Bold Prediction MICHAELS, Maryland – The flag in front of our hotel flies at half-mast. The little town of St. Michaels is a tourist and conference destination on the Chesapeake Bay. It is far from Orlando, and even farther from Daesh (a.k.a. ISIL) and the Mideast.   St. Michaels, Maryland – the town that fooled the British (they say, today). Photo credit: Fletcher6   Out on the river, a sleek sailboat, with lacquered wood trim, glides by, making hardly a...
  • nails-in-a-bed-of-nails-new-yorker-cartoonGoing... Going... Gone! The EU Begins to Splinter
      Dark Social Mood Tsunami Washes Ashore Early this morning one might have been forgiven for thinking that Japan had probably just been hit by another tsunami. The Nikkei was down 1,300 points, the yen briefly soared above par. Gold had intermittently gained 100 smackers – if memory serves, the biggest nominal intra-day gain ever recorded (with the possible exception of one or two days in early 1980). Here is a picture of Haruhiko Kuroda in front of his Bloomberg monitor this...
  • queen_gold-840x501Rule Britannia
      A Glorious Day What a glorious day for Britain and anyone among you who continues to believe in the ideas of liberty, freedom, and sovereign democratic rule. The British people have cast their vote and I have never ever felt so relieved about having been wrong. Against all expectations, the leave camp somehow managed to push the referendum across the center line, with 51.9% of voters counted electing to leave the European Union.   Waving good-bye to...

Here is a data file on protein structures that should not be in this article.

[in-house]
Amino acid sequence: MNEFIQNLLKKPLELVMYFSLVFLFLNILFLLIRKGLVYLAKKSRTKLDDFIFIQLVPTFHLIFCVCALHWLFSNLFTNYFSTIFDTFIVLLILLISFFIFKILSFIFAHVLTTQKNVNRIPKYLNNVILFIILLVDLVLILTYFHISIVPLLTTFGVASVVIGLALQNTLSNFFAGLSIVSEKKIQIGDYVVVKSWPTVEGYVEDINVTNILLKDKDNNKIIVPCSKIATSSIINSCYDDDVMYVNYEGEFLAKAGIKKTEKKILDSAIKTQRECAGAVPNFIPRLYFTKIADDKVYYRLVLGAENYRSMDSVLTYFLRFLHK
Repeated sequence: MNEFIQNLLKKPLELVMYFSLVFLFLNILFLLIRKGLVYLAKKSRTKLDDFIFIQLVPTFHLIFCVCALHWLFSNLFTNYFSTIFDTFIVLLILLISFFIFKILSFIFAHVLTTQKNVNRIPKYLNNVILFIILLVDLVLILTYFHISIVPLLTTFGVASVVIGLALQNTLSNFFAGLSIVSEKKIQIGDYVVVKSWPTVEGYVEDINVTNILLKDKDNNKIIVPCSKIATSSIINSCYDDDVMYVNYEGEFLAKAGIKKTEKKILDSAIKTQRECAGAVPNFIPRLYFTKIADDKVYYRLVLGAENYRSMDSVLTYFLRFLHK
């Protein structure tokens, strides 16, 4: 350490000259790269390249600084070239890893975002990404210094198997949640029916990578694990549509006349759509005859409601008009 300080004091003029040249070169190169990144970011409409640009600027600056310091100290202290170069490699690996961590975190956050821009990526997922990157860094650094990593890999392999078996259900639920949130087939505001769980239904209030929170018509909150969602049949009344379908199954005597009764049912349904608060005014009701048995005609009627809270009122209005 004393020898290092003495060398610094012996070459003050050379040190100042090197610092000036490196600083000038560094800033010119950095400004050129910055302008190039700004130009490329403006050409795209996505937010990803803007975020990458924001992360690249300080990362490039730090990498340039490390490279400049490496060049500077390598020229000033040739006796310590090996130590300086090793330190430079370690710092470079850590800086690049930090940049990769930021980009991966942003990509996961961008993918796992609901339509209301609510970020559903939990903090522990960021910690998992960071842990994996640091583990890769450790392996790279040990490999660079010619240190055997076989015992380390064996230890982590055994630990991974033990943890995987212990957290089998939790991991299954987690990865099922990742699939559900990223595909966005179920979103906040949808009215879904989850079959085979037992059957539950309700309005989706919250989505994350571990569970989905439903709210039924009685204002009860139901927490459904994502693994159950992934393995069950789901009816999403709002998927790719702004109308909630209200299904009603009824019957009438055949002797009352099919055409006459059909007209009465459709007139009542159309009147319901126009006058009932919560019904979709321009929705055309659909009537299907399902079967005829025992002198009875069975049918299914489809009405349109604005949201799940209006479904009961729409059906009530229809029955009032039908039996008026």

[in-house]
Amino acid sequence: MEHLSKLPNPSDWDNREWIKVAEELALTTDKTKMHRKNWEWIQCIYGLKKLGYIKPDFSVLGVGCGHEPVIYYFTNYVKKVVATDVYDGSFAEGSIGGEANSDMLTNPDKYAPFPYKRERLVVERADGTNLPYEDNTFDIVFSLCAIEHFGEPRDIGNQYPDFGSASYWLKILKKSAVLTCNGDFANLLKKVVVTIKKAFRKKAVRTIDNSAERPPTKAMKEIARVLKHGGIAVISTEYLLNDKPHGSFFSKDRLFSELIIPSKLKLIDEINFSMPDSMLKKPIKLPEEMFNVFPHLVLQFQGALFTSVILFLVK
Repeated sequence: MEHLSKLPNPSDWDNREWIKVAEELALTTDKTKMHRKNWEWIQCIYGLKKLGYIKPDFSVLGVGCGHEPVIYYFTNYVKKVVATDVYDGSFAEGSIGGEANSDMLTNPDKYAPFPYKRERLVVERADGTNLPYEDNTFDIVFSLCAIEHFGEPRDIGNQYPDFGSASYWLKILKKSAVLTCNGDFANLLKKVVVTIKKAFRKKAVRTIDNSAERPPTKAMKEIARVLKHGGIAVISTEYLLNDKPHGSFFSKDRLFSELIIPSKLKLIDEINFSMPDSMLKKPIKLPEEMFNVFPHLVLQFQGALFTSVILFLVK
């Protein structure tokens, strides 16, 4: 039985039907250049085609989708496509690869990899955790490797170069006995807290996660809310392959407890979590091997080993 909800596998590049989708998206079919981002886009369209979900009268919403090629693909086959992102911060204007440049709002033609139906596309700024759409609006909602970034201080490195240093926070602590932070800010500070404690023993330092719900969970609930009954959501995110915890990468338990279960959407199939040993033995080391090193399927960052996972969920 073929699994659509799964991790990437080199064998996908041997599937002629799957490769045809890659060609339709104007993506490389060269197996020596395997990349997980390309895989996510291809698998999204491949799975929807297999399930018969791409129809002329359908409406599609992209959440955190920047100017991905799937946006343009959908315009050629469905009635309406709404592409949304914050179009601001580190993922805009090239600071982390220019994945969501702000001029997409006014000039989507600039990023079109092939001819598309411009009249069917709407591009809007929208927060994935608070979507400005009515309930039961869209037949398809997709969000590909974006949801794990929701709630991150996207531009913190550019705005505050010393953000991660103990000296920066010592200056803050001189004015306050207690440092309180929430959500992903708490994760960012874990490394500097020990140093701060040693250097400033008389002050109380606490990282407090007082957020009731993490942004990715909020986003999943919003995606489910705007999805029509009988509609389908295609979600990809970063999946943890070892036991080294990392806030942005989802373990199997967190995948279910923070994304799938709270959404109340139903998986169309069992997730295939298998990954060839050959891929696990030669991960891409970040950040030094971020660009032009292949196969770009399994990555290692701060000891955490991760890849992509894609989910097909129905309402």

• junkThe Problem with Corporate Debt
      Taking Off Like a Rocket There are actually two problems with corporate debt. One is that there is too much of it... the other is that a lot of it appears to be going sour.   Harvey had a good time in recent years...well, not so much between mid 2014 and early 2016, but happy days are here again! Cartoon by Frank Modell   As a brief report at Marketwatch last week (widely ignored as far as we are aware) informs us:   “Businesses racked up debt in the...
  • MACAU, CHINA - JANUARY 28: Buildings of Macau Casino on January 28, 2013, Gambling tourism is Macau's biggest source of revenue, making up about fifty percent of the economy.What Could Possibly Go Wrong?
      A Convocation Of Gamblers The Wall Street Journal and BloombergView have just run articles on the shadow banking system in China.  This has put me in a nostalgic mood. About 35 years ago when I was living in Japan, I made a side trip to Hong Kong.   Asia's Sin City, Macau Photo credit: Nattee Chalermtiragool   I took the hydrofoil to Macau one afternoon and the same service back early the next morning.  On the morning trip, I am sure that I saw many of the...
  • saupload_loves-me-loves-me-notA Darwin Award for Capital Allocation